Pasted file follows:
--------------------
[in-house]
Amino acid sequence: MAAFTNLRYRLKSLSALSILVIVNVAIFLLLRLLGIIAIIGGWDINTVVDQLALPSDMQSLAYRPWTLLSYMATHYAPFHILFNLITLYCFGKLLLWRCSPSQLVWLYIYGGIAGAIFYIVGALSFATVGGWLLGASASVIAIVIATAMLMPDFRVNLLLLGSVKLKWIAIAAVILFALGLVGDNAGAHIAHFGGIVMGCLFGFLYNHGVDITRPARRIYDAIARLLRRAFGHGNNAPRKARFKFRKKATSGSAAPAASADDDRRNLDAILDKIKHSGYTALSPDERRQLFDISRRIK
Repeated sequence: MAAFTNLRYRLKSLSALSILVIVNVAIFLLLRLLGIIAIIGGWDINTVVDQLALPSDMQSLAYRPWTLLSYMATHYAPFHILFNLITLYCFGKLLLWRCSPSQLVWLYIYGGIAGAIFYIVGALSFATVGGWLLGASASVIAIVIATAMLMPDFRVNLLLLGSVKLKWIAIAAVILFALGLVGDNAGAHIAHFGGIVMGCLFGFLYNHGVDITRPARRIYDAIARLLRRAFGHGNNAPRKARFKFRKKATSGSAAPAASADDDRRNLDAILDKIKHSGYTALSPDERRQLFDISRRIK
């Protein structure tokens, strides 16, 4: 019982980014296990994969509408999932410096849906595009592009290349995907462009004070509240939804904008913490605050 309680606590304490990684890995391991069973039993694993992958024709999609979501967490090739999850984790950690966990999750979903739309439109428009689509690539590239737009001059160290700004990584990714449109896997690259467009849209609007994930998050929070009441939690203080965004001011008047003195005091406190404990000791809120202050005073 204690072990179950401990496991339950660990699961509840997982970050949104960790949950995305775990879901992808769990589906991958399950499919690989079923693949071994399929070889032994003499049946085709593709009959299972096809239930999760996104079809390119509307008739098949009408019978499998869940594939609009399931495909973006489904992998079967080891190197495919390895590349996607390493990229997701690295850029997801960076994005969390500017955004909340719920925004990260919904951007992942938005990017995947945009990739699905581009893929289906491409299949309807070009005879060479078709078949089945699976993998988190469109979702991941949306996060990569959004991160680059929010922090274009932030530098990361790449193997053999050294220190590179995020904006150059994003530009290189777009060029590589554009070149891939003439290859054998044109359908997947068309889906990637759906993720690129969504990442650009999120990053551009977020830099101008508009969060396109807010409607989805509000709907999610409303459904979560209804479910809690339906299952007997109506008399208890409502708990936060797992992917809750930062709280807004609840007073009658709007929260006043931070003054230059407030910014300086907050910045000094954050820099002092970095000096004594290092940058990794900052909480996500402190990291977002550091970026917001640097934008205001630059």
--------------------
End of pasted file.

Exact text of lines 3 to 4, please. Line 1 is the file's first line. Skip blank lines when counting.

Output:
Repeated sequence: MAAFTNLRYRLKSLSALSILVIVNVAIFLLLRLLGIIAIIGGWDINTVVDQLALPSDMQSLAYRPWTLLSYMATHYAPFHILFNLITLYCFGKLLLWRCSPSQLVWLYIYGGIAGAIFYIVGALSFATVGGWLLGASASVIAIVIATAMLMPDFRVNLLLLGSVKLKWIAIAAVILFALGLVGDNAGAHIAHFGGIVMGCLFGFLYNHGVDITRPARRIYDAIARLLRRAFGHGNNAPRKARFKFRKKATSGSAAPAASADDDRRNLDAILDKIKHSGYTALSPDERRQLFDISRRIK
């Protein structure tokens, strides 16, 4: 019982980014296990994969509408999932410096849906595009592009290349995907462009004070509240939804904008913490605050 309680606590304490990684890995391991069973039993694993992958024709999609979501967490090739999850984790950690966990999750979903739309439109428009689509690539590239737009001059160290700004990584990714449109896997690259467009849209609007994930998050929070009441939690203080965004001011008047003195005091406190404990000791809120202050005073 204690072990179950401990496991339950660990699961509840997982970050949104960790949950995305775990879901992808769990589906991958399950499919690989079923693949071994399929070889032994003499049946085709593709009959299972096809239930999760996104079809390119509307008739098949009408019978499998869940594939609009399931495909973006489904992998079967080891190197495919390895590349996607390493990229997701690295850029997801960076994005969390500017955004909340719920925004990260919904951007992942938005990017995947945009990739699905581009893929289906491409299949309807070009005879060479078709078949089945699976993998988190469109979702991941949306996060990569959004991160680059929010922090274009932030530098990361790449193997053999050294220190590179995020904006150059994003530009290189777009060029590589554009070149891939003439290859054998044109359908997947068309889906990637759906993720690129969504990442650009999120990053551009977020830099101008508009969060396109807010409607989805509000709907999610409303459904979560209804479910809690339906299952007997109506008399208890409502708990936060797992992917809750930062709280807004609840007073009658709007929260006043931070003054230059407030910014300086907050910045000094954050820099002092970095000096004594290092940058990794900052909480996500402190990291977002550091970026917001640097934008205001630059």